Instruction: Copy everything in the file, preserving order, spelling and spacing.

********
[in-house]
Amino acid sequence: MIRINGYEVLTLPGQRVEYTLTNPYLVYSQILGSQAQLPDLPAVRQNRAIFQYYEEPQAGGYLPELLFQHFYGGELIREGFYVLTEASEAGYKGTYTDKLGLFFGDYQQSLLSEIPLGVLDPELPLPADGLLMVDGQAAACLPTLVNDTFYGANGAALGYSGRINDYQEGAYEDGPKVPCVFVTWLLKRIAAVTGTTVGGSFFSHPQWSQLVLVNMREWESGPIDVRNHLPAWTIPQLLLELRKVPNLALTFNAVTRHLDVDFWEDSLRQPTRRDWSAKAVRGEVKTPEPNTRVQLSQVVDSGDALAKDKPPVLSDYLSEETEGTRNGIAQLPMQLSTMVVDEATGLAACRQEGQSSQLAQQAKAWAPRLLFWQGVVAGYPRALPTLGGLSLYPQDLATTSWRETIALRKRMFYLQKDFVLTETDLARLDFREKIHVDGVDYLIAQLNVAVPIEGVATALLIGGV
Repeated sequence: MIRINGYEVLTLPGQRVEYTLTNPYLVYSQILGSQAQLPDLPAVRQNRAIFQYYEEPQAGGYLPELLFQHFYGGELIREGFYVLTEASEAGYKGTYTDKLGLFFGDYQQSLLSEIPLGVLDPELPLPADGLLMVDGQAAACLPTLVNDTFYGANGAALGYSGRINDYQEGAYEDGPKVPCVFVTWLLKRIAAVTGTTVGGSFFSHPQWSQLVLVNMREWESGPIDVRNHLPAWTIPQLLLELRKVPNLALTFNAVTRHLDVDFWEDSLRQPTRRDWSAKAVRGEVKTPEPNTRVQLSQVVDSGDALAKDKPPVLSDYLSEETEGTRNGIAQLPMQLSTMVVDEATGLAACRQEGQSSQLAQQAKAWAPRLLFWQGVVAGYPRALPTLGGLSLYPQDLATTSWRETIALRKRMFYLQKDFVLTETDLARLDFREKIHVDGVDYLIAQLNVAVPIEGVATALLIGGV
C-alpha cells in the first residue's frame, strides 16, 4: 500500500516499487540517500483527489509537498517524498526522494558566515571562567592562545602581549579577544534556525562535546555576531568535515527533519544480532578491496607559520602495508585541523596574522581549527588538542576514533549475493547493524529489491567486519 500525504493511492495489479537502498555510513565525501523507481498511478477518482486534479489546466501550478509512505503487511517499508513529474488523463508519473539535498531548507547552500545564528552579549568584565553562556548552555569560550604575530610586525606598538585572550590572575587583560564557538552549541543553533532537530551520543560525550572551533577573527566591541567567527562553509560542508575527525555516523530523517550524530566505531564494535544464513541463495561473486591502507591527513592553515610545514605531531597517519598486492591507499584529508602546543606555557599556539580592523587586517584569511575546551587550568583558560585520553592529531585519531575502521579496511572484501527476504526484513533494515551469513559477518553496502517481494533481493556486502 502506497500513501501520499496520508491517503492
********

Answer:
[in-house]
Amino acid sequence: MIRINGYEVLTLPGQRVEYTLTNPYLVYSQILGSQAQLPDLPAVRQNRAIFQYYEEPQAGGYLPELLFQHFYGGELIREGFYVLTEASEAGYKGTYTDKLGLFFGDYQQSLLSEIPLGVLDPELPLPADGLLMVDGQAAACLPTLVNDTFYGANGAALGYSGRINDYQEGAYEDGPKVPCVFVTWLLKRIAAVTGTTVGGSFFSHPQWSQLVLVNMREWESGPIDVRNHLPAWTIPQLLLELRKVPNLALTFNAVTRHLDVDFWEDSLRQPTRRDWSAKAVRGEVKTPEPNTRVQLSQVVDSGDALAKDKPPVLSDYLSEETEGTRNGIAQLPMQLSTMVVDEATGLAACRQEGQSSQLAQQAKAWAPRLLFWQGVVAGYPRALPTLGGLSLYPQDLATTSWRETIALRKRMFYLQKDFVLTETDLARLDFREKIHVDGVDYLIAQLNVAVPIEGVATALLIGGV
Repeated sequence: MIRINGYEVLTLPGQRVEYTLTNPYLVYSQILGSQAQLPDLPAVRQNRAIFQYYEEPQAGGYLPELLFQHFYGGELIREGFYVLTEASEAGYKGTYTDKLGLFFGDYQQSLLSEIPLGVLDPELPLPADGLLMVDGQAAACLPTLVNDTFYGANGAALGYSGRINDYQEGAYEDGPKVPCVFVTWLLKRIAAVTGTTVGGSFFSHPQWSQLVLVNMREWESGPIDVRNHLPAWTIPQLLLELRKVPNLALTFNAVTRHLDVDFWEDSLRQPTRRDWSAKAVRGEVKTPEPNTRVQLSQVVDSGDALAKDKPPVLSDYLSEETEGTRNGIAQLPMQLSTMVVDEATGLAACRQEGQSSQLAQQAKAWAPRLLFWQGVVAGYPRALPTLGGLSLYPQDLATTSWRETIALRKRMFYLQKDFVLTETDLARLDFREKIHVDGVDYLIAQLNVAVPIEGVATALLIGGV
C-alpha cells in the first residue's frame, strides 16, 4: 500500500516499487540517500483527489509537498517524498526522494558566515571562567592562545602581549579577544534556525562535546555576531568535515527533519544480532578491496607559520602495508585541523596574522581549527588538542576514533549475493547493524529489491567486519 500525504493511492495489479537502498555510513565525501523507481498511478477518482486534479489546466501550478509512505503487511517499508513529474488523463508519473539535498531548507547552500545564528552579549568584565553562556548552555569560550604575530610586525606598538585572550590572575587583560564557538552549541543553533532537530551520543560525550572551533577573527566591541567567527562553509560542508575527525555516523530523517550524530566505531564494535544464513541463495561473486591502507591527513592553515610545514605531531597517519598486492591507499584529508602546543606555557599556539580592523587586517584569511575546551587550568583558560585520553592529531585519531575502521579496511572484501527476504526484513533494515551469513559477518553496502517481494533481493556486502 502506497500513501501520499496520508491517503492